Pricing Contacts and Price Leadership in the Market For Imported Rice In Southwest Nigeria
Department of Agricultural & Resource Economics, The Federal University of Technology, P.M.B. 704, Akure, Ondo State, Nigeria
Rice Genomics and Genetics, 2015, Vol. 6, No. 5 doi: 10.5376/rgg.2015.06.0005
Received: 07 Apr., 2015 Accepted: 10 Jun., 2015 Published: 16 Jun., 2015
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Preferred citation for this article:
Agunbiade B.O., Mafimisebi T.E., and Ikuemonisan E.S., 2015, Pricing Contacts and Price Leadership in the Market For Imported Rice In Southwest Nigeria, Rice Genomics and Genetics, Vol.6, No.5 1-5 (doi: 10.5376/rgg.2015.06.0005)
As Nigeria relies on importation for 56% of its national annual rice consumption, rice availability and prices are major welfare determinants in resource-poor households. Consequently, rice market integration, which will occasion price stability and pricing efficiency, are vitally important. This study examined pricing contacts in the imported rice market (IRM) in Southwest, Nigeria, using time-series data which were first subjected to stationarity tests. The major analytical tools used were growth rate model, coefficient of variation (CV) and Johansen co-integration model. Average growth in price was highest in Osun Market (33.4%), followed by Oyo Market (31.3%) and Ondo Market (29.8%). The highest average growth rate was recorded in year 2008 while negative growth rate was obtained across all IRM locations in the year 2010. This could be linked to lifting of the ban on rice imports that engendered increased importation immediately afterwards. Retail prices were more volatile in Oyo Market (35.8%) and least volatile in Ogun Market (31.1%). The generally low price variability implied that consumers can effectively plan rice expenditure. The ADF and PP tests revealed that all prices were not stationary at their levels but they attained stationarity after first-differencing. Pair-wise market integration tests revealed 14 out of 15 market pairs had prices which were spatially integrated on the long-run. Johansen’s multiple co-integration model results indicated 4 co-integration vectors out of 6 meaning that prices were stationary in 4 directions and non-stationary in 2. The Granger causality model showed that IRM locations deficient in imported rice were driving the prices in market locations with surplus of the commodity. It was recommended that the problem posed by highly inefficient and fragmented distribution and transportation systems be addressed for the rice traders and consumers to take full advantage of the high spatial market integration in the region.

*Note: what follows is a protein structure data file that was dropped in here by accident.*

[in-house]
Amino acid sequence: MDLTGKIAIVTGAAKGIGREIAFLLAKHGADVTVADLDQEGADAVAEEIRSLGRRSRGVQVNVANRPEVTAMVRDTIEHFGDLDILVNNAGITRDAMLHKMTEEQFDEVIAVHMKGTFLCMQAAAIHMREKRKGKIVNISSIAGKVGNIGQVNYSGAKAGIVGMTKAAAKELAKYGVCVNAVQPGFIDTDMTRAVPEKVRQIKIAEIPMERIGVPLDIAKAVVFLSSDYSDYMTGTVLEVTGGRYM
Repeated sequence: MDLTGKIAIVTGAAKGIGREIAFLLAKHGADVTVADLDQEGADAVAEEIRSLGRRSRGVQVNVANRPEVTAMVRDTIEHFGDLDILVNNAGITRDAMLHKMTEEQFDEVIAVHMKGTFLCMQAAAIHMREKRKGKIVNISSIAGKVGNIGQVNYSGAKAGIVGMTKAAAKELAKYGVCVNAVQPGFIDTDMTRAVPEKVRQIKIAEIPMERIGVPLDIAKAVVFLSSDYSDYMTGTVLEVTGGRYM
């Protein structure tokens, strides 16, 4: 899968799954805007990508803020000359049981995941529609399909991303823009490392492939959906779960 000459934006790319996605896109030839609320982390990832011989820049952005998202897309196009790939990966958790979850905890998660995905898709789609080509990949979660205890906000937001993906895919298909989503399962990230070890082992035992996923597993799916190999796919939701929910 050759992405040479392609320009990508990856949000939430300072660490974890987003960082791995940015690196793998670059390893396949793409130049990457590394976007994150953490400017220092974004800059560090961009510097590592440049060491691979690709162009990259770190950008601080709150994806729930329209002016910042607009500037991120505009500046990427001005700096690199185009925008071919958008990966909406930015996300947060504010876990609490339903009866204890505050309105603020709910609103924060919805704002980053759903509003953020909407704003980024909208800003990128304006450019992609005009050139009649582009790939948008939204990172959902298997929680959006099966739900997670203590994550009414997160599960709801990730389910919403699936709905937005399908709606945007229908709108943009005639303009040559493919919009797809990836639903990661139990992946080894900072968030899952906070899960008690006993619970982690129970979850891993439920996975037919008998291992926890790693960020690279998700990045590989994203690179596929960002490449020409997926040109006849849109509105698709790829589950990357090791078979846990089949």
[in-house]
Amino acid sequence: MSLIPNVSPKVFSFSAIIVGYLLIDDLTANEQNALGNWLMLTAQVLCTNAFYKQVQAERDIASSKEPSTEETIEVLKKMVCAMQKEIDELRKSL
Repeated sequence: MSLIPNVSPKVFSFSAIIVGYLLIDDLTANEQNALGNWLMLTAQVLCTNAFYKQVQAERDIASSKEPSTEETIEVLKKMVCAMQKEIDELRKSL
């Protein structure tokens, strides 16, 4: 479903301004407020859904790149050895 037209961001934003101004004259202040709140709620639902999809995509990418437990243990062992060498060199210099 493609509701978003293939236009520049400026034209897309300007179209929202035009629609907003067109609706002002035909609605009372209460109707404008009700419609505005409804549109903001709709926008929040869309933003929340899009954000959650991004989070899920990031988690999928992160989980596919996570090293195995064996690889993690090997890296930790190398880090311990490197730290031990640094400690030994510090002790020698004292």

Retail price; Urban markets; Imported rice; Price co-movements; Market linkage; Southwest zone; Nigeria